I used to be the anti-role model for lunch. Everyday, I would get my lunch out of the office fridge, bring it to my desk, open up Gmail, and check my emails while eating lunch. Efficiency, right? Wrong. Turns out there are many problems with eating lunch at your desk, and there is such a thing as the perfect lunch break.
I was comforted to discover I was certainly not alone in my lunch eating habits. Research has shown that 62% of Americans eat lunch at their desk. And half of American workers eat lunch alone. In research conducted by the Hartman Group, almost one quarter of those surveyed about their lunch habits agreed with the statement ‘‘I eat alone to multitask better.’’
Christine Bosch, from the Department of Psychology at the University of Mannheim, found that workers who said they used their lunch break to relax or to spend time with others felt significantly more rejuvenated after their lunch break than those who spent time alone or not engaging in relaxing activities. This is possibly not surprising – of course relaxing during lunch will lead to feeling more re-charged afterwards.
But where things got interesting is the impact this had on work performance. Those who felt recharged after lunch felt more confident in their work performance, such as in their ability to overcome challenges they faced.
There was a negative flow on effect for those who felt less recharged after their lunch break. When surveyed at the end of their workday, they reported feeling more tired at the end of the day, compared to their lunch charged colleagues. Indeed, the less re-charged people had more difficult concentrating on tasks in the afternoon. And for those charged up post-lunch, they also reported feeling more engaged in their work over the course of the afternoon.
One of the most interesting findings to come from this research relates to what academics call “psychological detachment”. This basically means not thinking about work tasks at all. Psychological detachment had no impact on feeling recovered at the end of lunch, suggesting that thinking or talking about work during lunch is fine – and won’t impact on how recovered you feel after your lunch break.
To eat together, or not eat together?
Eating, and even going so far as cooking, with your work mates can be a very effective strategy for organisations to create. While we can’t all have the chef-prepared meals in funky cafeterias of the Googles and Facebooks of the world, even providing a communal eating table can yield great results.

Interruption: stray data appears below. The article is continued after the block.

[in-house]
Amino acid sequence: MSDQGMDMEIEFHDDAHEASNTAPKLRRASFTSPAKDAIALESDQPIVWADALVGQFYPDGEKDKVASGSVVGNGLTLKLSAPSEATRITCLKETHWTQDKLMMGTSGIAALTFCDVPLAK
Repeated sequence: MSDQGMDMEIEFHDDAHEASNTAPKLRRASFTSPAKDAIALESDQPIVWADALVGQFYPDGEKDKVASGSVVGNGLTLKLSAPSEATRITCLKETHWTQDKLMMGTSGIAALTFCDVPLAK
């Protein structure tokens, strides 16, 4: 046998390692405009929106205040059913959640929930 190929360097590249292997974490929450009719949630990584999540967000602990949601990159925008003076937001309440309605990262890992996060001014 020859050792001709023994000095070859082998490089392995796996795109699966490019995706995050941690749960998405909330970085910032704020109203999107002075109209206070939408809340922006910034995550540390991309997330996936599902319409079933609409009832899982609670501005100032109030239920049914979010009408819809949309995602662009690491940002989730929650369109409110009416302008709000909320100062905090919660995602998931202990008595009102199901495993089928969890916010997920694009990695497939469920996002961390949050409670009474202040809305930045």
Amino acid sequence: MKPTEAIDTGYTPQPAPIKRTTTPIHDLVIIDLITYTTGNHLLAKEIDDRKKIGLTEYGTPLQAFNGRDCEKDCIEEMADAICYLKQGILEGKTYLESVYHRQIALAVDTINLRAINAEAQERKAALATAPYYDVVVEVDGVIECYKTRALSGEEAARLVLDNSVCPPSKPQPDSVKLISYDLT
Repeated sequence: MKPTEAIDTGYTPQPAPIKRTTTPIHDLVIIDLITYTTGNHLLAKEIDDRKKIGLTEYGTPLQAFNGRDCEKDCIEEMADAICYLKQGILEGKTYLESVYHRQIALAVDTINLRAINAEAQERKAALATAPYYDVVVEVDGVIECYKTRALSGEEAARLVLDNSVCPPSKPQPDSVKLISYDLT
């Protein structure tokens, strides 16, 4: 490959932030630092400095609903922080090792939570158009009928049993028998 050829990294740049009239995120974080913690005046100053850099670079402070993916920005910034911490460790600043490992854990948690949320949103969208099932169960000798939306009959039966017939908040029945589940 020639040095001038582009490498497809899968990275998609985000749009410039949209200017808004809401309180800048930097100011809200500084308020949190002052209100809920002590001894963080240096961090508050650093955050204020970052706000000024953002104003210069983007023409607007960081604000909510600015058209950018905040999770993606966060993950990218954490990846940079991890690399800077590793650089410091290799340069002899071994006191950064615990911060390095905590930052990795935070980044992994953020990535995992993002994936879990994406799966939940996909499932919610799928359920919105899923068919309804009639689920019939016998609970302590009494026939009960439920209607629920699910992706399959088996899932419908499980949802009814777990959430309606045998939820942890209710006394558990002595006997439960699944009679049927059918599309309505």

Research conducted at Cornell University by marketing professor Brian Wansink and his team investigated the impact of cooking and eating lunch together at 13 firehouses. Wansink found that eating together and cooking meals together lead to significantly greater work performance. In addition, supervisors reported that communal meals lead to greater cooperation between firefighters. Indeed, those who ate together were more likely to proactively go out of their way to help their co-workers.
Should you force people to take a lunch break?
It’s not just as simple as mandating a lunch break at a set time for you and your team. Giving people a choice plays a pivotal role in the effectiveness of a lunch break.
Research lead by John Trougakos, an associate professor in the management department at the University of Toronto, examined the impact of choice in how their lunch breaks were spent increased or decreased how fatigued employees felt at the end of a workday. The research revealed some interesting findings.
Trougakos and his team found that the impact of socialising or doing work during a lunch break had completely different effects on end of day energy levels. As control over the activities one spent their lunch break doing increased, the impact of lunch break activities switched from increasing end of day fatigue to reducing it.
For example, when employees didn’t have a choice over lunch break activities, socialising during the break lead to higher fatigue at the end of the day. In contrast, when people had a choice over what they did during their lunch break, socialising didn’t have these negative effects.
Get some fresh air
Research published in the Journal of Occupational and Environmental Medicine examined the impact of just 10 minutes of exercise during a worker’s lunch break. Over an eight week period, those who got active over lunch reported feeling more energy and resilience in the afternoon.
And what’s particularly exciting about these results is you don’t even need to do this every day to reap the benefits. Participants in this study only got moving 3 or 4 times per week.
Other research has supportive the huge benefits of fitting in a bit of exercise over lunch, ranging from feeling more relaxed, more enthusiastic, and less nervous. But it would seem from the aforementioned study that the minimum effective dose is as little as 10 minutes three times per week.
Now if you really want to supercharge the benefits of a light walk over lunch, find your nearest park. Research from the University of Tampere found that people who took a 15 minute walk in a park during lunch experienced greater concentration levels and reported having more energy in the afternoon.
While the habit of eating lunch at your desk can be a hard one to break, set yourself the challenge of trying to avoid desk-eating for one week, and reflect on how this change impacts your afternoon productivity and end of day energy. The change you will probably feel might just be enough to motivate you to kick that desk eating habit forever.